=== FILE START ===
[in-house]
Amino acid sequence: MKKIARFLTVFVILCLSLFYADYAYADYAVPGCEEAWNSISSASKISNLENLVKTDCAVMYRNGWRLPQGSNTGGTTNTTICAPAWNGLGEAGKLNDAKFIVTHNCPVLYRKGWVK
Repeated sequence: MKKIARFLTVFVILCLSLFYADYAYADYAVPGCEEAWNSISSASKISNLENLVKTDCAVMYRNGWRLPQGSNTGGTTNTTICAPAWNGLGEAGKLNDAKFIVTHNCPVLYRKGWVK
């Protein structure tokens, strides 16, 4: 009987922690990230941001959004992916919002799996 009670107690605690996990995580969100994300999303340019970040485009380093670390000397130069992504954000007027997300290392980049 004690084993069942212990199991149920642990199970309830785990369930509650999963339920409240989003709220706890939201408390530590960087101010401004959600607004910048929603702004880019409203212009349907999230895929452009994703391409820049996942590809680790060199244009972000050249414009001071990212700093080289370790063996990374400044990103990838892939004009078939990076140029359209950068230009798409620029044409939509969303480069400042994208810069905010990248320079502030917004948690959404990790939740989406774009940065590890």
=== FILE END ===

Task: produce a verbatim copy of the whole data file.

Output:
[in-house]
Amino acid sequence: MKKIARFLTVFVILCLSLFYADYAYADYAVPGCEEAWNSISSASKISNLENLVKTDCAVMYRNGWRLPQGSNTGGTTNTTICAPAWNGLGEAGKLNDAKFIVTHNCPVLYRKGWVK
Repeated sequence: MKKIARFLTVFVILCLSLFYADYAYADYAVPGCEEAWNSISSASKISNLENLVKTDCAVMYRNGWRLPQGSNTGGTTNTTICAPAWNGLGEAGKLNDAKFIVTHNCPVLYRKGWVK
């Protein structure tokens, strides 16, 4: 009987922690990230941001959004992916919002799996 009670107690605690996990995580969100994300999303340019970040485009380093670390000397130069992504954000007027997300290392980049 004690084993069942212990199991149920642990199970309830785990369930509650999963339920409240989003709220706890939201408390530590960087101010401004959600607004910048929603702004880019409203212009349907999230895929452009994703391409820049996942590809680790060199244009972000050249414009001071990212700093080289370790063996990374400044990103990838892939004009078939990076140029359209950068230009798409620029044409939509969303480069400042994208810069905010990248320079502030917004948690959404990790939740989406774009940065590890």